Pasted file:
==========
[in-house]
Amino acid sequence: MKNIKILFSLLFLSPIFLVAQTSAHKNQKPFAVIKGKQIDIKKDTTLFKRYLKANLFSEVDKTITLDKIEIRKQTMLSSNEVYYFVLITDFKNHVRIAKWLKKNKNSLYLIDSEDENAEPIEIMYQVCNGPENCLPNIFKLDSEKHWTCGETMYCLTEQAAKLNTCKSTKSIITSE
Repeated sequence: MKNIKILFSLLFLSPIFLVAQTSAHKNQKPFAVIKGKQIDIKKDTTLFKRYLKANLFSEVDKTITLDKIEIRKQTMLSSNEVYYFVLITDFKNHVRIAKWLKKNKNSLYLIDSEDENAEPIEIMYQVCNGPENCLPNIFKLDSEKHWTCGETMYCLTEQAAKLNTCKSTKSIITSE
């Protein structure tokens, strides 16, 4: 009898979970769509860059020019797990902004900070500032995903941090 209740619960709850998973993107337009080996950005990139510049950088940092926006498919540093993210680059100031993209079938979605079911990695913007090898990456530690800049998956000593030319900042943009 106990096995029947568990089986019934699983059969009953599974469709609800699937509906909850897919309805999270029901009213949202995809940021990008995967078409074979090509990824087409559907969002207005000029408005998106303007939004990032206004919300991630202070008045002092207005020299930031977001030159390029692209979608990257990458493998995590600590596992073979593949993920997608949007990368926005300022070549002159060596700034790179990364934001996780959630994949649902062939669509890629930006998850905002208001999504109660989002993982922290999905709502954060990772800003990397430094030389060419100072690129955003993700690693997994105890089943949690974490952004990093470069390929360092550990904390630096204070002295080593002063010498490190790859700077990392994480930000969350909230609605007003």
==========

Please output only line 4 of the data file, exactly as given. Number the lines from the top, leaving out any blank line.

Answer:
């Protein structure tokens, strides 16, 4: 009898979970769509860059020019797990902004900070500032995903941090 209740619960709850998973993107337009080996950005990139510049950088940092926006498919540093993210680059100031993209079938979605079911990695913007090898990456530690800049998956000593030319900042943009 106990096995029947568990089986019934699983059969009953599974469709609800699937509906909850897919309805999270029901009213949202995809940021990008995967078409074979090509990824087409559907969002207005000029408005998106303007939004990032206004919300991630202070008045002092207005020299930031977001030159390029692209979608990257990458493998995590600590596992073979593949993920997608949007990368926005300022070549002159060596700034790179990364934001996780959630994949649902062939669509890629930006998850905002208001999504109660989002993982922290999905709502954060990772800003990397430094030389060419100072690129955003993700690693997994105890089943949690974490952004990093470069390929360092550990904390630096204070002295080593002063010498490190790859700077990392994480930000969350909230609605007003």